A #25YearsOfEdTech blog post about blogging

2 min read

If you want to do a true deep dive immersion into a book, produce the audio version of it.

I have loved producing the audio version of 25 Years of Ed Tech. As I edit the submissions from all the narrators and hear the chapters many times over through the course of editing them, I am conscious that this is exactly the opposite of the type of reading I do on a day to day basis, which tends to focus on quantity over quality. Scan and move on.

This project has given me an excuse to slow down and really pay attention to the details and to what it is each of the readers chooses to emphasize through their reading of the book.

But the piece of this project I am most enjoying is the one that I have had very little to do with, and that is Laura Pasquini’s companion podcast Between the Chapters. Laura has been brilliant at pulling this podcast together. Finding great guests and guiding the conversations in a kind of book club discussion of each week’s chapter.

This week, I had the chance to be a guest on Between the Chapters to talk about Chapter 10: 2003 Blogs with Bonnie Stewart.

I actually asked Laura if I could be part of this convo because, when she said that Bonnie would be her guest, I wanted the opportunity to connect with Bonnie as our roots in blogging are very similar. Before we blogged about education or digital identity, we both were blogging about being parents. That is where I first got to know Bonnie, virtually, and I thought this would be a way to talk about why blogging was so important in those early days around 2003-2006.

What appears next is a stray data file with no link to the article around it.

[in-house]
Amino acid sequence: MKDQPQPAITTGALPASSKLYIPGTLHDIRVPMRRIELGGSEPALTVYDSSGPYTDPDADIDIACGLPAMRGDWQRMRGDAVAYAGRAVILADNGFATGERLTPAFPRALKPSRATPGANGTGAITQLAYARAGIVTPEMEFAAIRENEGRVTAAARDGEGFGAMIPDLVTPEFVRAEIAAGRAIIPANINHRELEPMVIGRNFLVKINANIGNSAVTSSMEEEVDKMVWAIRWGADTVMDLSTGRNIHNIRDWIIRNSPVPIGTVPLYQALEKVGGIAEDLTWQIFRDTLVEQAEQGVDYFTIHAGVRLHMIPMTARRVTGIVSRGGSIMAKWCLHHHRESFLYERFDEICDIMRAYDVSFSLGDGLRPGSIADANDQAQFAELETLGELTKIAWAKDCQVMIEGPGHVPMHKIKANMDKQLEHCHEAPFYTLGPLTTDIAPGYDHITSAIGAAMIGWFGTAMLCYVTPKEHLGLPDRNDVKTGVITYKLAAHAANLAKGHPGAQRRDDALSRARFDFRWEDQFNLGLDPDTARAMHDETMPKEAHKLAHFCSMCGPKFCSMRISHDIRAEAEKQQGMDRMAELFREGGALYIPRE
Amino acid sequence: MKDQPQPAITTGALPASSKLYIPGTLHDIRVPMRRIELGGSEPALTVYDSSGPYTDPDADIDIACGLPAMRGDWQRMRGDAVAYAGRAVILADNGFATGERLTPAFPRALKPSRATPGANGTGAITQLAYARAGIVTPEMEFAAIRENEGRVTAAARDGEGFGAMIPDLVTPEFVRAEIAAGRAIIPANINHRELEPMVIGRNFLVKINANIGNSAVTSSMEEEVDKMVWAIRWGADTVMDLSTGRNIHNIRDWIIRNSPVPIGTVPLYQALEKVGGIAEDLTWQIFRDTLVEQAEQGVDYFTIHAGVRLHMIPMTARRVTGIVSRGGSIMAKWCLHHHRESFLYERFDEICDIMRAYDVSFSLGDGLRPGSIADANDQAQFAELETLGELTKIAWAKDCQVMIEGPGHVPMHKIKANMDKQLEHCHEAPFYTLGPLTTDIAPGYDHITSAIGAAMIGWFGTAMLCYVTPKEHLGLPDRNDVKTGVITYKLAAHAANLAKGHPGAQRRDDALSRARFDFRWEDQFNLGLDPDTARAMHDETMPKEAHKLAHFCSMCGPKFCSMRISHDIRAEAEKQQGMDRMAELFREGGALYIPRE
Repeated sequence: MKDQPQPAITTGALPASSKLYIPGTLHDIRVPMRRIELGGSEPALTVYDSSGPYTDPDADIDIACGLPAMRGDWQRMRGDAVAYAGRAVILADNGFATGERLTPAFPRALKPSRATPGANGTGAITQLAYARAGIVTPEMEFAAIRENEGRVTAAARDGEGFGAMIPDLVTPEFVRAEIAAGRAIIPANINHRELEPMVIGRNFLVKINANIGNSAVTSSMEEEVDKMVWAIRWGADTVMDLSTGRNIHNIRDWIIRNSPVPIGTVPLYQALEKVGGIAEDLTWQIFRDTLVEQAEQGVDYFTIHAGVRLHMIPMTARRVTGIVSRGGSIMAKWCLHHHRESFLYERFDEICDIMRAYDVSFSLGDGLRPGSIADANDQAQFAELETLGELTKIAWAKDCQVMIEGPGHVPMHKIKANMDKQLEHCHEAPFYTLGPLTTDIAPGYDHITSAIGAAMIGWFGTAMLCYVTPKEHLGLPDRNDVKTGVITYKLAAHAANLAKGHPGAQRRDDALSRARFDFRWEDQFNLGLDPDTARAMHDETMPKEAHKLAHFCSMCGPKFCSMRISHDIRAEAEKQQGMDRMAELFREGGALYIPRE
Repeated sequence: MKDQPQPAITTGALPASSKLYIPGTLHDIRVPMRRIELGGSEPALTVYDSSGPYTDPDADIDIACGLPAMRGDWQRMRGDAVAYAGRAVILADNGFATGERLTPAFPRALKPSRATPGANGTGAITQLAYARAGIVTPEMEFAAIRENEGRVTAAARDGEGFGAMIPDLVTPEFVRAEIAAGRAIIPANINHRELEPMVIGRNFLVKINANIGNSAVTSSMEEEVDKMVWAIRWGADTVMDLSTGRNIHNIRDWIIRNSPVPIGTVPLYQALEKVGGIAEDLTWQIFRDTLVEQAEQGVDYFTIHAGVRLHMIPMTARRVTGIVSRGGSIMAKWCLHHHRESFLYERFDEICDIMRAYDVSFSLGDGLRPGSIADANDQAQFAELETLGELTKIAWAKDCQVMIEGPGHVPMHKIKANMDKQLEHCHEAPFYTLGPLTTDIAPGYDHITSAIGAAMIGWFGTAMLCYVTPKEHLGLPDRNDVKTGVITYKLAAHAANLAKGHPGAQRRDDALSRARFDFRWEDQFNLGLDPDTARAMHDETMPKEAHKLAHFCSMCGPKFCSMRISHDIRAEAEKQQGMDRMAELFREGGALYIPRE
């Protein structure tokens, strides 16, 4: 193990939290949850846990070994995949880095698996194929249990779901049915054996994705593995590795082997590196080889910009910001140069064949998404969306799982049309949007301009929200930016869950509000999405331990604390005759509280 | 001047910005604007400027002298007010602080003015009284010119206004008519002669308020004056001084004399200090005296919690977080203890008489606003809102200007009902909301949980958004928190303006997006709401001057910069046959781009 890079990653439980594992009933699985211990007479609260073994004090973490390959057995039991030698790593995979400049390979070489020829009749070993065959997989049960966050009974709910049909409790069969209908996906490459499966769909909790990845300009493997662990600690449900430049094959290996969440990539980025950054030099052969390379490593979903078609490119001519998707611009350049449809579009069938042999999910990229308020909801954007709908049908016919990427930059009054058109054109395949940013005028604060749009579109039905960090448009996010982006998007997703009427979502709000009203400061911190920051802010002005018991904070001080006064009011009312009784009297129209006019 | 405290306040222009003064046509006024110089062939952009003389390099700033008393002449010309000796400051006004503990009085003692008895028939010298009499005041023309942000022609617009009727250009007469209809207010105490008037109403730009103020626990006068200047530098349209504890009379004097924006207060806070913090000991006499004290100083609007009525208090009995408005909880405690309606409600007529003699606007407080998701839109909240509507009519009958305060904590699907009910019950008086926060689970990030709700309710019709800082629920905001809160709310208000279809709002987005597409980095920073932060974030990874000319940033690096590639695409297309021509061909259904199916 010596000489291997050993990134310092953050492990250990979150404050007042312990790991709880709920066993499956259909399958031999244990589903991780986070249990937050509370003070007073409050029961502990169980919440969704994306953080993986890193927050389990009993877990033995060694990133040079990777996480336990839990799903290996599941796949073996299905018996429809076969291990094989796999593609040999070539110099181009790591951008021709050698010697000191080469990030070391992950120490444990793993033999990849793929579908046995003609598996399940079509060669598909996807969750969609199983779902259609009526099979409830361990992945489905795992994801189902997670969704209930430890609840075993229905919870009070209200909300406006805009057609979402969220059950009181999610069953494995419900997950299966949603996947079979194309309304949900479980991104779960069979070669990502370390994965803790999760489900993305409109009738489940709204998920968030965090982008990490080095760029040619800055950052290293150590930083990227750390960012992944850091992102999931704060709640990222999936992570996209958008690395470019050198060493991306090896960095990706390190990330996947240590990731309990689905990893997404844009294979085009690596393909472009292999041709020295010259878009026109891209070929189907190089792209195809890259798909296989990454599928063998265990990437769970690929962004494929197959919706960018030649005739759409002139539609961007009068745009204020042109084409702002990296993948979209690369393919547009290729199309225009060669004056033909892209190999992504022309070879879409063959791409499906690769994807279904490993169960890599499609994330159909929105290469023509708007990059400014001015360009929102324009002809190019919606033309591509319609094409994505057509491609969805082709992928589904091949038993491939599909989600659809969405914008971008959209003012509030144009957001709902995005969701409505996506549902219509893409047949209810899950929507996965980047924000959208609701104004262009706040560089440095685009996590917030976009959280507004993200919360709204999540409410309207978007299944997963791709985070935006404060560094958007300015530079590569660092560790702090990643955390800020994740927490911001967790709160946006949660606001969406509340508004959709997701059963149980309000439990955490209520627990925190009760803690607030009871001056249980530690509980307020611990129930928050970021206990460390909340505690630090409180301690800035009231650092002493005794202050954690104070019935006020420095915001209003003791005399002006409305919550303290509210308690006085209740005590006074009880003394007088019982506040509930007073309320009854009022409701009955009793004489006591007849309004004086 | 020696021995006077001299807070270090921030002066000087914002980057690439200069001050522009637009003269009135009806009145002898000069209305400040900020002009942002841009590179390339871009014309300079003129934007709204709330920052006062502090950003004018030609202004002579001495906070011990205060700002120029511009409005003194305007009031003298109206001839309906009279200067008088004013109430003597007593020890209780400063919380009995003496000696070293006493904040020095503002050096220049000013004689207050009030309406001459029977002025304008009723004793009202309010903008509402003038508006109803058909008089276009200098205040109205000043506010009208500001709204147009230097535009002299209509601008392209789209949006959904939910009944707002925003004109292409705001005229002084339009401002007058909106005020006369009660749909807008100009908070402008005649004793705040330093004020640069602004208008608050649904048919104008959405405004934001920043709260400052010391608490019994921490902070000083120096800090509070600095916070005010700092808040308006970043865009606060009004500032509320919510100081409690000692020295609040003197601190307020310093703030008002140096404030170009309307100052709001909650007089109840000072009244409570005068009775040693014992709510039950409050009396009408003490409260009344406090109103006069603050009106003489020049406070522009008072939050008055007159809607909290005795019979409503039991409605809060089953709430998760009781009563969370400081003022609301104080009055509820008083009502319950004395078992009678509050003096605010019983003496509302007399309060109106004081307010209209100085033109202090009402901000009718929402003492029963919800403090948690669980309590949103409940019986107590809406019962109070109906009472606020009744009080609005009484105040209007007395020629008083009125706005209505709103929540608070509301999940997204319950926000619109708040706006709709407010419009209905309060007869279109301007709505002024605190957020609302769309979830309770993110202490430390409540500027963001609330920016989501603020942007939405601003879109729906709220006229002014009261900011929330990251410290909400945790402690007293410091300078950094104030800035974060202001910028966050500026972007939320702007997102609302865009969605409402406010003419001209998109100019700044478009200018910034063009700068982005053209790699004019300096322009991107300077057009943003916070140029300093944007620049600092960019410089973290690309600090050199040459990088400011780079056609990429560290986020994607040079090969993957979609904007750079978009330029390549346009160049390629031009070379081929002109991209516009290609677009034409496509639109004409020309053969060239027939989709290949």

The pre-Facebook & Twitter days.

A time when blogs were the place where you connected with others and built relationships. Digital but often strengthened through IRL events and connections like conferences. The essence of those early days of blogging (even though I maybe didn’t realize it quite as much at the time as I do today) was about using the web to develop relationships. This was pretty profound for some of us who were moving from a place where the web was a place we went to in order to find information. The web was now a place we used to build relationships, and blogs played a crucial role in that.

Here is this week’s episode.

 

Clint Lalonde

 
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